CHRISTIANSBURG — The managers of a relatively new cafe on the far eastern side of town have announced plans to launch a small farmers market next month on some land next to the business.
Bear Dance’s plans for a farmers market come as Christiansburg officials discuss and debate the future of their own farmers market — and so far, the only such operation within the locality.
A supporter of a councilwoman who has questioned the location of the town’s market owns the property where the new market will be located.
Sarah Vogl, who with Chris Reese co-runs the Bear Dance Market at 3205 Roanoke St., said the market is set to begin in early April with probably three or four vendors.
Vogl said traffic figures she’s researched show that a significant number of cars pass through the area of town where Bear Dance will be located.
“I have a lot of confidence in this location,” she said. “They [motorists] just need the motivation to stop.”
Reese said they are also trying to serve an area of the town that may be less financially well off but still has a demand for the kinds of products the business sells.
“This ties back to our whole business model … giving this area of Christiansburg that has less money a place to go,” he said.
Last week, Christiansburg Town Council approved turning a part-time recreation department position into a full-time job that will assist the town’s events coordinator.
Among other things, the new full-time job will aid the events coordinator with the Christiansburg Farmers Market.
Also last week, the council voted unanimously to re-open the portion of Hickok Street in Christiansburg that is used by the town’s farmers market.
The council decided in 2018 to close that portion of Hickok, which they considered an ideal spot for downtown events.
Councilwoman Merissa Sachs said Hickok remained closed last year due to high hopes that more events would take place on that street.
However, she said, a lack of recent events on that street , particularly in the absence of an events coordinator, pushed town officials to look at re-opening the road.
Sachs said there are hopes that whoever fills the events coordinator job will be able to bring a few new events to that portion of Hickok.
“But in the meantime, we all pretty much agreed that we thought it was a good idea, until that took off, to go ahead and open the street back up,” she said.
Mayor Mike Barber said it makes little sense to hold the “citizenry hostage” when nothing happens on that street several days each week.
The Christiansburg Farmers Market, which launched in 2015, is expected to be temporarily relocated following this upcoming season due to work next year that will significantly affect Hickok.
At least one council member, newcomer Johana Hicks, has also questioned the success of the town’s market on Hickok and has in council discussions pushed her colleagues to look at other potential locations, particularly Downtown Park off of College Street.
Hicks, during her campaign for town council, was backed by local restaurant owner Marie March, an outspoken critic of the town who owns the Bear Dance Market property.
Vogl, however, said March is not involved in the running of Bear Dance and the business’ other ventures. Vogl said the business has distanced itself from much of town politics.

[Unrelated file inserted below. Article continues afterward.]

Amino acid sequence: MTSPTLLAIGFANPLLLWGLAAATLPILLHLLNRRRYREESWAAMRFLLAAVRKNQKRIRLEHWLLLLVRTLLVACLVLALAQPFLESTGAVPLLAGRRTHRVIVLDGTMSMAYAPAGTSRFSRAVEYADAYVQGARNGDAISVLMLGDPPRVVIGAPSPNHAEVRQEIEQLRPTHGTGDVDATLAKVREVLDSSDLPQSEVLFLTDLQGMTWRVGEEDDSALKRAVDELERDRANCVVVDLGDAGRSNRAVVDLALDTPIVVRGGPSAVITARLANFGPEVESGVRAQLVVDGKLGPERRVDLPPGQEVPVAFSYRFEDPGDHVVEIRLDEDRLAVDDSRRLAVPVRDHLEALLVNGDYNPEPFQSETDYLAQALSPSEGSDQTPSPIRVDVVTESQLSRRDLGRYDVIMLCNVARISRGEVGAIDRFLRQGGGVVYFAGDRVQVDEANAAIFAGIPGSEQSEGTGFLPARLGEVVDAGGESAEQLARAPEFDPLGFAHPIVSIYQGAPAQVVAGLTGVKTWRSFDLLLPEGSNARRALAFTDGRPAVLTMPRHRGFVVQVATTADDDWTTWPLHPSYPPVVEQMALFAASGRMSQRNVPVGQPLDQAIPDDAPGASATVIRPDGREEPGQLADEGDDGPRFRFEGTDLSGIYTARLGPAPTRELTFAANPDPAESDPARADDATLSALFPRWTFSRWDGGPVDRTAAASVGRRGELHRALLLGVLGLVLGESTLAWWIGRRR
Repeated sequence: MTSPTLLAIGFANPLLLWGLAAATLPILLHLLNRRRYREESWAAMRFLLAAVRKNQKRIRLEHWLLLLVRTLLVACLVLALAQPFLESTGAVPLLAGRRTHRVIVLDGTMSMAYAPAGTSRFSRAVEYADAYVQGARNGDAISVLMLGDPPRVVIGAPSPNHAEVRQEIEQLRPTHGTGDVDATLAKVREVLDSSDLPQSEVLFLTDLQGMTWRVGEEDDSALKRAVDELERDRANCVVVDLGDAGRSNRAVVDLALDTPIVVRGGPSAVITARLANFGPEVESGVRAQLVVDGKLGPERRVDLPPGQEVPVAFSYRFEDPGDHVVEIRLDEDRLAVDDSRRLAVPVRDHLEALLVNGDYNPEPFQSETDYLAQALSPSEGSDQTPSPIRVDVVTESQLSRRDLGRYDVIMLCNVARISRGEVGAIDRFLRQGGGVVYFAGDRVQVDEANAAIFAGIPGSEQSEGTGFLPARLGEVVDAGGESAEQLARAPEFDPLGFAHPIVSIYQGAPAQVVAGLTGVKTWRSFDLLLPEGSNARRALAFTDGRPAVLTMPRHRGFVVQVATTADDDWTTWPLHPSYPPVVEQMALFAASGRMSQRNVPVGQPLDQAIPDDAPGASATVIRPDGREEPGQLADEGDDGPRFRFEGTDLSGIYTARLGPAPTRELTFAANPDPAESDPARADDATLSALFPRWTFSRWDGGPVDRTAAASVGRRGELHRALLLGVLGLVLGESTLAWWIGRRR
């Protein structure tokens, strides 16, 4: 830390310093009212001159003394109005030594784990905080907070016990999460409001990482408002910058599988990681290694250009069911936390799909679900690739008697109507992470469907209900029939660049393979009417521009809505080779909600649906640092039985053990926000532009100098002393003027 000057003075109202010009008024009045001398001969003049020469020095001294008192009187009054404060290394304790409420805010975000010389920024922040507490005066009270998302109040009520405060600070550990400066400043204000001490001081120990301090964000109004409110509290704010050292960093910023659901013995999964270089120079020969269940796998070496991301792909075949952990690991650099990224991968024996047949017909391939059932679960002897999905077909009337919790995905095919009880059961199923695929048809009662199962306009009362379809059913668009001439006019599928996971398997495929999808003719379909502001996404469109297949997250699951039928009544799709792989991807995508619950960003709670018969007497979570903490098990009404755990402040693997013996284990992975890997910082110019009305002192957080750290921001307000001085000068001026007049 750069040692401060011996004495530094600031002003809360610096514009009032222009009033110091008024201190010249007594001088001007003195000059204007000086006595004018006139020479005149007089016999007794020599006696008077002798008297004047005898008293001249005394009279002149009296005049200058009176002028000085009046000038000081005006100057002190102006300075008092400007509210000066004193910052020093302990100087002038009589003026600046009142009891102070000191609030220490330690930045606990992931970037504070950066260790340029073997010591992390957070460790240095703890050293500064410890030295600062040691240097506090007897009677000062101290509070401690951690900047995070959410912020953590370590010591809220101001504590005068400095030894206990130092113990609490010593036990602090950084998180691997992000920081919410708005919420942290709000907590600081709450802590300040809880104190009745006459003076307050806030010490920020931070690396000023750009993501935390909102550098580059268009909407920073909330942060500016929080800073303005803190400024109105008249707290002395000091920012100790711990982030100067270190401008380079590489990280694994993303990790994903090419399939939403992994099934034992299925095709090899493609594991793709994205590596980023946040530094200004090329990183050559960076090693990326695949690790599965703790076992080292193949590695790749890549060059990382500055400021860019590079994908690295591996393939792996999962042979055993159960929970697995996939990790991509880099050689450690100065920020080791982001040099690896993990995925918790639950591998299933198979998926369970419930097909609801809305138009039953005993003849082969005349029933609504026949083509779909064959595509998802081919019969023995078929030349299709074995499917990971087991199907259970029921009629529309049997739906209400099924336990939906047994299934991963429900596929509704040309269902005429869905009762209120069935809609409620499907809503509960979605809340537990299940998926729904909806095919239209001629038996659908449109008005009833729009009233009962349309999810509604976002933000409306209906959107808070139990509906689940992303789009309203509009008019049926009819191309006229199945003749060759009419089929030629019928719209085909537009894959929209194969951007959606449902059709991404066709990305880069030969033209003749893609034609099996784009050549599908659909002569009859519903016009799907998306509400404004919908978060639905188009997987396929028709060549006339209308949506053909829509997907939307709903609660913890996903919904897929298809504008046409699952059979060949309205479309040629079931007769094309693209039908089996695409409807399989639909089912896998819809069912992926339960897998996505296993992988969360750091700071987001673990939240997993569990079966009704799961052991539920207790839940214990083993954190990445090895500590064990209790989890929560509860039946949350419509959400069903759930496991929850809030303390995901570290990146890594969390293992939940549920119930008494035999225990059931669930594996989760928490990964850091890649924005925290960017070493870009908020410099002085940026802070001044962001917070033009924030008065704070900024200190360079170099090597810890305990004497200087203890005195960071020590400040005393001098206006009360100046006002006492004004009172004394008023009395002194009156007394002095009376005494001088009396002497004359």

In fact, she said, there are plans for her and Reese to eventually purchase Bear Dance from March.
Vogl said Bear Dance in no way intends to directly compete with the Christiansburg Farmers Market.
“That’s not the case,” she said. “I think it can co-exist with the town’s market.”
Reese reiterated that he and Vogl are launching a market because they see a need in that area for fresh and locally grown produce and other products.
“It’s just … that there’s this huge unaddressed problem,” he said.
Hicks herself said any person should be welcomed and encouraged to open new stores, markets and various kinds of recreational venues.
“It is their business to run as they see fit,” she said.
Hicks said she believes the two markets can co-exist. She said she doubts Bear Dance’s plans will have any effect on Christiansburg’s market due in part due to location.
“They are definitely two totally different kinds of venues and markets. Not to mention you are dealing with two very different locations, and I imagine different dates and times,” Hicks said.
Vogl said her market has commitments in place for regional vendors who sell plants, produce, meats and eggs. She said she and Reese are also hashing out an agreement with a soap and candle vendor.
Vogl said they are still not quite decided on the dates but are looking at running the market twice a week. The days they’re looking at are either Tuesday and Saturday or Thursday and Saturday, she said.
Vogl said she considered Tuesday because it would allow her market to fully avoid competing with Christiansburg.
“I’m concerned about people thinking I’m competing,” she said.
Vogl, however, said she has seen that Thursday is one of the days where people are more likely to spend money on farmers markets.
She said she also wants to run the event on Saturday due to the facts that more people aren’t working on that day and that it’s usually Bear Dance’s busiest time of the week.
Opened in October, Bear Dance sells bagel sandwiches, coffee, cannabidiol products, jams and chocolates, among other items. Many of the cafe’s products are sourced from local businesses in the New River Valley.
“What we all need to be doing is helping younger generations open small businesses, and that should be the mission of the business community as well,” said March, who clarified that she only provided start-up money for the cafe.
A few other Christiansburg council members couldn’t be reached to comment on the Bear Dance farmers market.